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I just finished the book The Grand Slam Bobby Jones, America, and the Story of Golf by Mark Frost. This author also wrote the Greatest Game Ever Played about Francis Ouimet beating the British greats in the U. S. Open in 1913. This book the The Grand Slam is in the same format as the author goes into much detail about everything that was happening in the world at this time from 1918's to 1930's. This made the book tedious reading to get to the important details about Bobby Jones winning the Grand Slam of golf in the summer of 1930.
I did enjoy the book as I had no idea what type of person Bobby Jones really was. I had read about him much later in my life when I started to play golf in my 30's. I knew he was an even tempered golfer who played as an Amateur and had a silky smooth swing and was the person to beat in every tournament he participated in. According to this book most of that was true but about his temperament the author told us he had an awful temper, swore and threw his clubs whenever he miss hit a ball that was not perfect when he was younger. He learned later in life to control this and that helped him become the best golfer of his time.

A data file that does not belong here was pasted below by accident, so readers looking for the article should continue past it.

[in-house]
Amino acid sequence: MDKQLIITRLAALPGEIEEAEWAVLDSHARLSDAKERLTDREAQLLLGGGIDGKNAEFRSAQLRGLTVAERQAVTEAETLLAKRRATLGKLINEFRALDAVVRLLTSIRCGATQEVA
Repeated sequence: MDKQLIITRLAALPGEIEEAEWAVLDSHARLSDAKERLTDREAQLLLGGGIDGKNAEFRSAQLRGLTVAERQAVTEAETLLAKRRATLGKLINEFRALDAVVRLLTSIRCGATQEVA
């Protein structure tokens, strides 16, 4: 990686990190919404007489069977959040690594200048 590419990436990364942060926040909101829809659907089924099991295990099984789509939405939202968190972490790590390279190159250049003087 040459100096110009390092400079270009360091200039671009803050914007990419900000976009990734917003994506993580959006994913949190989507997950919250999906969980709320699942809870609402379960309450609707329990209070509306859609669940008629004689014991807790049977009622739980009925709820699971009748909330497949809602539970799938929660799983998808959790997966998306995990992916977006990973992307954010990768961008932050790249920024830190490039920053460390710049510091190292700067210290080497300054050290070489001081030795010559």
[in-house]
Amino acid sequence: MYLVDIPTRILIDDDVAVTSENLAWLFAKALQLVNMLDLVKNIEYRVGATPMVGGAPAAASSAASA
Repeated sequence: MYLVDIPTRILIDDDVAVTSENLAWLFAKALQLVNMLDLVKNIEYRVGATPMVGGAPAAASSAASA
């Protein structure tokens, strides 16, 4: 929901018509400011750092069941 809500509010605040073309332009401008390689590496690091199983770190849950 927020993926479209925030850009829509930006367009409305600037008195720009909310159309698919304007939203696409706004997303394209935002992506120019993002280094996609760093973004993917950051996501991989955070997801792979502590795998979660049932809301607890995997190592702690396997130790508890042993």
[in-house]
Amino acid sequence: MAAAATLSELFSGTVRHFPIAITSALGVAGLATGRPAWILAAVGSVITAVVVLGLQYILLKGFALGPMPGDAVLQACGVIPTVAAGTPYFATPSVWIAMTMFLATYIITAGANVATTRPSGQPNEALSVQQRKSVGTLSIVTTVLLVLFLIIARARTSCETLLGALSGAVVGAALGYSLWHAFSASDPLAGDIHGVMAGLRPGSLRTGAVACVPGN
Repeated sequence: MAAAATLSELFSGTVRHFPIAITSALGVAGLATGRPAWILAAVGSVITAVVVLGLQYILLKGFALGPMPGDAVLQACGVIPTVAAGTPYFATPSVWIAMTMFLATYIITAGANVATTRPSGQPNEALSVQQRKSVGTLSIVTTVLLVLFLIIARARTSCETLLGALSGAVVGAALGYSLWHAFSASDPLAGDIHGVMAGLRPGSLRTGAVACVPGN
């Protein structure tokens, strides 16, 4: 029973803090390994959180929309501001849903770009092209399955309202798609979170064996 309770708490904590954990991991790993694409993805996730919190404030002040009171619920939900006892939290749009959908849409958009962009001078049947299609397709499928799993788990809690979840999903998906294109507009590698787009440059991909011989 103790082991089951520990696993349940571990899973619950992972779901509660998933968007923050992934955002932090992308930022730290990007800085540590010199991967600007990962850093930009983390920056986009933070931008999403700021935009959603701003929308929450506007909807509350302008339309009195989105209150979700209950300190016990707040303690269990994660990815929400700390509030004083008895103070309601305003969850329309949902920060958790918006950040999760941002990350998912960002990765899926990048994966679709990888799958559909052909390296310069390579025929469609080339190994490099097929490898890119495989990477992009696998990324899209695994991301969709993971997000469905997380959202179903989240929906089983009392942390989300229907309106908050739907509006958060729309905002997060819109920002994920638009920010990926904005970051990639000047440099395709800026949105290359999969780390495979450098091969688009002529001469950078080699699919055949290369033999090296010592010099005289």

All the stories of the many tournaments and most of these were described in play by play fashion. It reminded me of the many times my husband wanted to give me detail and play by play of his every shot on a good round. Some of that can go a long way but it was repeated too many times in this book for me.
I also did not know that he became an invalid in his later life. He contacted a rare desease after several accidents to his back and shoulders. I did enjoy all the information about his personal life, his parents, wife and children. After being gone for so long to these many tournaments I can understand that it would be tough on his wife. In the early times of their marriage he would leave for month at a time as they were still living with his parents. He never earned enough money to buy a house of his own. I can surely understand that this was not an ideal situation, but it was part of the times. He did become wealthy after he quite playing tournament golf.
This is a thick book with 489 pages, including many pictures at the beginning of each chapter. I now better understand why golf became so popular in America. During the depression years, to read and hear about a popular golfer winning tournaments because of his dedication and talent gave people hope for the future.
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